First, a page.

- First of all, prepare your mussels. Pull off any beards or barnicles and generally clean then up. Discard any with cracked shells or any which remain open after a firm tap on the shell as they are no good.
- In a saucepan with a lid, throw in your 1 chopped shallot, garlic and white wine. Once heated a little, tip in your mussels and close the lid. Give the pan a shake once or twice during cooking and leave to cook until all the mussels have opened. This does not take long – 5-8 minutes.
- Drain your mussels into a bowl but keep the juices that they were cooked in.
- Set your mussels to one side and make a start on your risotto. In a large pan, heat your butter and olive oil. Add the shallots and celery and fry until just softening. Then add your garlic, chilli flakes, capers and anchovies. Help break up the anchovies with a wooden spoon. Cook for 4 minutes until soft and the anchovies have melted down.
- Then pour in your barley and stir to coat with all the butter and oil. Add the chopped tomatoes, passata, mussel cooking liquor and the stock all at once. Stir and bring to the boil and then turn down to a simmer and leave for 45 minutes. Stirring occasionally to stop it sticking.
- Meanwhile, remove the mussels from their shells leaving a few for garnish. When there is just 5 minutes cooking time left for the risotto, stir through the mussels just to reheat them gently.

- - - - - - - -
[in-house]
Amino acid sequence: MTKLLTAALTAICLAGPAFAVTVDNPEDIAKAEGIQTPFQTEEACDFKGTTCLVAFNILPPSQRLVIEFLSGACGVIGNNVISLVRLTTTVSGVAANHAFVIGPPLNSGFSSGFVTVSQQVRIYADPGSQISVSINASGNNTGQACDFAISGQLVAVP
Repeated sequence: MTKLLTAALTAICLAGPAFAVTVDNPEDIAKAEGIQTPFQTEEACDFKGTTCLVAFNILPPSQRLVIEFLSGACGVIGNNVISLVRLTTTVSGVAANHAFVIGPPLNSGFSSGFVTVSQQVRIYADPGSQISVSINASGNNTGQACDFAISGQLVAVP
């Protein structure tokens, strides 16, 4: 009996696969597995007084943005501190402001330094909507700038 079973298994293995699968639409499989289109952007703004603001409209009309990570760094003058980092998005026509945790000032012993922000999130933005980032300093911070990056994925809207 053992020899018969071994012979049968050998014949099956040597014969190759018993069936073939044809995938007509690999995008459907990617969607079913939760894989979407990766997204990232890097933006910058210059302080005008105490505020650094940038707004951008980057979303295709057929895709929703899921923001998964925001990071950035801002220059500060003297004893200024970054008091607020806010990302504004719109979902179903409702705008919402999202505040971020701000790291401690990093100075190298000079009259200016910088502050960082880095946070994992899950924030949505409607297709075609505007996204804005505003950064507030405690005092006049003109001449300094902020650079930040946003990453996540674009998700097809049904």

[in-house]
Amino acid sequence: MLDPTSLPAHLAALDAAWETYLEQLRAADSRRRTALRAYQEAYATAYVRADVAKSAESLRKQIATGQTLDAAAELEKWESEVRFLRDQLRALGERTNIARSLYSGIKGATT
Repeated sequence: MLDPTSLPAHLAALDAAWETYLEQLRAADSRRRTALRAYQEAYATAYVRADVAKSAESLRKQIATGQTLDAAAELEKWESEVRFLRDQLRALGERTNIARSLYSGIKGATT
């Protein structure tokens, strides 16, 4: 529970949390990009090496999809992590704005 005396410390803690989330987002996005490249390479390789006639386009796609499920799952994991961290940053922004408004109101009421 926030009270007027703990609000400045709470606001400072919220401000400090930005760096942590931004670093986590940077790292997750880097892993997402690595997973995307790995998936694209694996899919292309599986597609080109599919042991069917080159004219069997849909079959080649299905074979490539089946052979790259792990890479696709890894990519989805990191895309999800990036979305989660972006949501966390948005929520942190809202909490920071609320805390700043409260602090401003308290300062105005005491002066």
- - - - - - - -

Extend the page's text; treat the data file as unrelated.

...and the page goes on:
- Serve in big bowls sprinkled with parsley.
8 thoughts on “Marvelous Mussel Risotto”
Yes please! Love puttanesca, love mussels, love risottos. Have never made a barley risotto but am so going to try with this exact same recipe! Sounds heavenly. And thanks for entering it to Simple and in Season.
My pleasure Lou. I knew you’d love this one after your Puttanesca Pizza 🙂 I had to buy Barley at the local English shop but hunt and you shall find I am sure x
I’ve never thought of using barley instead of rice – it sounds wonderful. To go on my ‘to do’ list…
Hi Fiona. I think ‘Barley’ risotto is wonderful and really interesting. Bit hard to find here in France but I got mine at the local English shop so it can be found. Let me know if you do make a risotto with it, I would love to know what you think. x
Hi Anneli, I’ve been having a couple of Ottolenghi dishes this week, thanks to my mother. They’ve been enjoyable, although I can definitely see some places where I’d make some changes (he uses mozzarella for example in one dish, where something like feta would work much better since mozz. is just so darn bland.
Great looking risotto – love mussels. Usually just cooking them in a simple white wine sauce, but I might venture into something more daring like this next time 🙂
Hi Charles. Not bowled over by Ottolenghi yet then? Nothing wrong with making a few tweaks and I know what you mean about mozzarella. Thanks re:risotto. I love mussels pretty much anyway they are cooked and being in season right now makes them a bargain!
I love risottos and anchovies and mussels so I definitely bookmarking this recipe to try. It looks gorgeous
Me too! Using Barley really makes an interesting change! Let me know if you make it. Thanks for stopping by!